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The Future of Grooming: Hello, Clarisonic

The Clarisonic Skin Cleansing system recalls another revolutionary advent—the electric toothbrush. BB Man correspondent Chris Schmicker took a test drive of this motorized face brush to find out if our own hands really are obsolete.

The Prelude

When I was a pudgy middle-schooler with Banana Republic taste and an Old Navy budget, toothbrushes were simple: analog plastic bristle flat tops. You jabbed your toothbrush around your mouth like a bayonet until your teeth felt clean. Then came the Sonicare electric toothbrush, a sleek little number that glowed and purred and stood at attention in its custom-molded, plug-in base. It was the Bondi Blue iMac. No contest.

Fast forward to present day and we find another time-honored grooming tool threatened with obsolescence: your hands. Your palms and digits no longer cut it when it comes to face washing—or at least that’s the implicit suggestion of the Clarisonic Skin Cleansing System. The Clarisonic is like Sonicare’s stouter, corn-fed cousin (in fact, one of Clarisonic's co-founders helped to develop Sonicare), except you use it on your face in the shower. Vibrating at more than 300 movements per second, the brush claims to remove two times more crud and oil than cleansing with hands alone, all while it smooths and softens your skin, too.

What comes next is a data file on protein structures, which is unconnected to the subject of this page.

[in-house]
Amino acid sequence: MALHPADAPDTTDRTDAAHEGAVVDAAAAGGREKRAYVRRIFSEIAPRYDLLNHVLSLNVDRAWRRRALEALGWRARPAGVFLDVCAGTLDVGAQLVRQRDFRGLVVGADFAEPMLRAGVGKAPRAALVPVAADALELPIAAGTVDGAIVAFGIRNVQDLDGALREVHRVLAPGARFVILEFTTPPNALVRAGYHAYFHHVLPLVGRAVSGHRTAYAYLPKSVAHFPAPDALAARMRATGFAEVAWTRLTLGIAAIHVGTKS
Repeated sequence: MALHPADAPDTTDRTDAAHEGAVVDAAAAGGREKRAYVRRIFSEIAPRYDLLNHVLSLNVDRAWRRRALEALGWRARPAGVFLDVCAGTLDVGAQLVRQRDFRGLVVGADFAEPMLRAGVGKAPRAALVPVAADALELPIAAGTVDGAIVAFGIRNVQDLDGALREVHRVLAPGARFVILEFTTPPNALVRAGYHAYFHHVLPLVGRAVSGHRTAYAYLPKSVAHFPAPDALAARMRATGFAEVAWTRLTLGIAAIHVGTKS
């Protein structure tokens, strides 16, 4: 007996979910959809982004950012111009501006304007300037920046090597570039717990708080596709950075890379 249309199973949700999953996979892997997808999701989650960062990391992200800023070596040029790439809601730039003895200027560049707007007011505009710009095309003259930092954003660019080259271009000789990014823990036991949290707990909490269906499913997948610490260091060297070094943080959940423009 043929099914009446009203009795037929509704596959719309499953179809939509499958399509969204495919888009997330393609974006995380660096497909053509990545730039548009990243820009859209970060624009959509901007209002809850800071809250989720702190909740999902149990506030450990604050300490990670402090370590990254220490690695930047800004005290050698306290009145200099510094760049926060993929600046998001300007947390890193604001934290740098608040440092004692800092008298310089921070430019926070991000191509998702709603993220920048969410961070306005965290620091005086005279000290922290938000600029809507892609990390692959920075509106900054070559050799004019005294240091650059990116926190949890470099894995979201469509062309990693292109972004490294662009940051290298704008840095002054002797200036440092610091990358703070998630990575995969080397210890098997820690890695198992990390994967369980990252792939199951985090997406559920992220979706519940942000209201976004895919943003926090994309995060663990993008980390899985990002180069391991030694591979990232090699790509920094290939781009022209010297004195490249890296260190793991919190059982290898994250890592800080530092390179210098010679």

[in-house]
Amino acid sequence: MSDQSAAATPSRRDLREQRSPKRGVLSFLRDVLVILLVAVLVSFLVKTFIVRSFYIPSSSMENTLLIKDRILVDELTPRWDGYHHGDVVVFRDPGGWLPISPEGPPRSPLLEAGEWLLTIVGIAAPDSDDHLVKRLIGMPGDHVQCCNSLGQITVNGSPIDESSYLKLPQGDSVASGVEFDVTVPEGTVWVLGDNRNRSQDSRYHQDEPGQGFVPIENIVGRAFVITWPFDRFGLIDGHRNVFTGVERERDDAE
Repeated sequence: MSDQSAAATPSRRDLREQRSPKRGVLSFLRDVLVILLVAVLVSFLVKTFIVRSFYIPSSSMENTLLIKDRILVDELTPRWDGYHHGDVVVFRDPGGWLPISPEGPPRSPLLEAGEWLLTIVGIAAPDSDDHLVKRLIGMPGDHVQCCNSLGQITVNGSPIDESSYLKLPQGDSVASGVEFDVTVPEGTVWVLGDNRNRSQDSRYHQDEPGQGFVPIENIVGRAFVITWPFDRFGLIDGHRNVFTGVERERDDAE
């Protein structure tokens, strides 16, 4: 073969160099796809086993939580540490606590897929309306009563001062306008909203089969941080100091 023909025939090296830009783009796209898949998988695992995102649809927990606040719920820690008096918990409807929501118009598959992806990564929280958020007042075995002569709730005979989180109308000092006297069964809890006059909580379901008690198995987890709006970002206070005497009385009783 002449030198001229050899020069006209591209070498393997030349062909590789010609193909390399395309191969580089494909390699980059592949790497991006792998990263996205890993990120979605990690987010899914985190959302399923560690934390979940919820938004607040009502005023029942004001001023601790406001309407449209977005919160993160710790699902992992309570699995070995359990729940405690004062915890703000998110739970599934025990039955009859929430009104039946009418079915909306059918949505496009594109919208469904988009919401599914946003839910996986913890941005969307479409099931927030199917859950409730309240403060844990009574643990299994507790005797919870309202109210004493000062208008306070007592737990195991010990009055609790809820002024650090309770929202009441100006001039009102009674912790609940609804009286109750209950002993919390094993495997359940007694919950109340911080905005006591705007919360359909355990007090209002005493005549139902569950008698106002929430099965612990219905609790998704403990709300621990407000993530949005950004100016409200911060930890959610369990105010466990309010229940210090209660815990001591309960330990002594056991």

The Verdict

First thing I noticed when I pulled the Clarisonic Mia out of the box: It looks like something you might uncover in your girlfriend's unmentionables drawer. I was undeterred. I wet my face and, passing on the salicylic acid face wash included in the box (too potent for me), slapped a dollop of Cetaphil on the brush head (any non-abrasive cleanser will do). I pushed the button. The device whirred to life. The brush's vibration is so speedy that at first it seemed like it wasn’t moving at all, much like an airplane propeller. But when I started massaging it over my forehead in a circular motion I could feel a gentle buzz.

Mia helpfully beeps to remind you to change positions every so often: 20 seconds on the forehead, 20 on the nose and chin, and 10 on each cheek. When the pre-set minute of washing was up I was almost disappointed. There's something about the novelty of brushing your face rather than hand-scrubbing it—I felt like I could go for many more minutes. The result feels different than your typical post exfoliation face. It’s not raw—just surprisingly brighter, smoother, and cleaner.

I haven't looked back. In just three weeks of brushing my face I’ve seen incredible improvement in my complexion and the texture of my face. I swear I have fewer blackheads, and my face doesn't feel as oily at the end of the day as it used to. My advice: Put your hands down, guys, and get with Clarisonic.

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